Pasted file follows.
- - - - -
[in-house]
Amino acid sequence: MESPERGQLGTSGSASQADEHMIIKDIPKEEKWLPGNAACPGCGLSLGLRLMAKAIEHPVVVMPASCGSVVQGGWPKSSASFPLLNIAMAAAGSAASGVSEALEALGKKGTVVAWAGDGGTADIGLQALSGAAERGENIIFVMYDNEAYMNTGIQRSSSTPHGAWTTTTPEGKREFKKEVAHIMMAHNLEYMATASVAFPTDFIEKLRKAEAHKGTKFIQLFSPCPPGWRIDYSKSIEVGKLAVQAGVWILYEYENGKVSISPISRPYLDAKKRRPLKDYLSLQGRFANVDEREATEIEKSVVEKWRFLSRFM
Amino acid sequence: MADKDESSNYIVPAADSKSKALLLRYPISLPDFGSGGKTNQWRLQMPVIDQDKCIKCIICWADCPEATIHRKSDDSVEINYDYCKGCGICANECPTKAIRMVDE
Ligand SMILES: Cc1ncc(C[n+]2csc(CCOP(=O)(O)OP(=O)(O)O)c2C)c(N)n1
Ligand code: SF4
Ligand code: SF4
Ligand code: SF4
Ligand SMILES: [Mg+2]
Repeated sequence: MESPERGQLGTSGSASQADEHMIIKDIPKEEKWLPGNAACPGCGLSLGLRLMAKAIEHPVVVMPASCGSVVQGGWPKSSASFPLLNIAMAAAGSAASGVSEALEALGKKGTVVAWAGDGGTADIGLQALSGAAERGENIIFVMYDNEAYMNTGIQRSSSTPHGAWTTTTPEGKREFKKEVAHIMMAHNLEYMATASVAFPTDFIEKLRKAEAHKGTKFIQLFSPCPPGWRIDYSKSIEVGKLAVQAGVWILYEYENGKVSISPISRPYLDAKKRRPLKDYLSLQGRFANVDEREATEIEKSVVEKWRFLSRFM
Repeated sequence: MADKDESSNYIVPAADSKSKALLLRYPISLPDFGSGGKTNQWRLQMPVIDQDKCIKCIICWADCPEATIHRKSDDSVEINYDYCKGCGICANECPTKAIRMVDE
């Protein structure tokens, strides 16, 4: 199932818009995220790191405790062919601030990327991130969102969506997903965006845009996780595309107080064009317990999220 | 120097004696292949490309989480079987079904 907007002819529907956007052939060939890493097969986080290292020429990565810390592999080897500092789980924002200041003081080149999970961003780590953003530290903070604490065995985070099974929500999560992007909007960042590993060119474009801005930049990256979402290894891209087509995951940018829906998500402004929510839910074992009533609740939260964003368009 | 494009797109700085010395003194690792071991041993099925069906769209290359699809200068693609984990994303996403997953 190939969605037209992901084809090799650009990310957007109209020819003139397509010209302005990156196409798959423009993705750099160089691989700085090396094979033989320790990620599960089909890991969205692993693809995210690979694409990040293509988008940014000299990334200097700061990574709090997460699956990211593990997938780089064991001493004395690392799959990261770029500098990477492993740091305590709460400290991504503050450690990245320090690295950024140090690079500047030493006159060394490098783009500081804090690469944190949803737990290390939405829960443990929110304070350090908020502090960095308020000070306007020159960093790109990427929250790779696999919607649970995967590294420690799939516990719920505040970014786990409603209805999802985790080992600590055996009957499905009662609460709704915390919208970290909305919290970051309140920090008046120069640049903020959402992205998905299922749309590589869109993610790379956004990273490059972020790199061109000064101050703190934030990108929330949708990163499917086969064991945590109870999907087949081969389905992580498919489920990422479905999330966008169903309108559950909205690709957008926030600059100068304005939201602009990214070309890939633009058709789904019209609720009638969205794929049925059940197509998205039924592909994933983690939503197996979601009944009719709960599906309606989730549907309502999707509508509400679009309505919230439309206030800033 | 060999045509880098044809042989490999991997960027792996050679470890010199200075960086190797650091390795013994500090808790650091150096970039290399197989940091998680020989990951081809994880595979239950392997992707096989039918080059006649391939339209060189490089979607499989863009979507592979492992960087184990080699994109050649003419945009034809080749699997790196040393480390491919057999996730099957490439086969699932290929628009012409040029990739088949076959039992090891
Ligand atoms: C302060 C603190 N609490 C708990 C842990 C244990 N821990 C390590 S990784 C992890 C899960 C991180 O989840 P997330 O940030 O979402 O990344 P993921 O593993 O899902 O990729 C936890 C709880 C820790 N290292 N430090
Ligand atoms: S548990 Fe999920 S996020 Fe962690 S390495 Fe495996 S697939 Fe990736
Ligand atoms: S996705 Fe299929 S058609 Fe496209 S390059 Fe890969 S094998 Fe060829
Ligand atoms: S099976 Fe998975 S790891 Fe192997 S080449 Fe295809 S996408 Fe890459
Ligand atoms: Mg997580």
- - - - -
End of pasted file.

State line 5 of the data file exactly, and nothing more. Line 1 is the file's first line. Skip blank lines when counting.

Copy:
Ligand code: SF4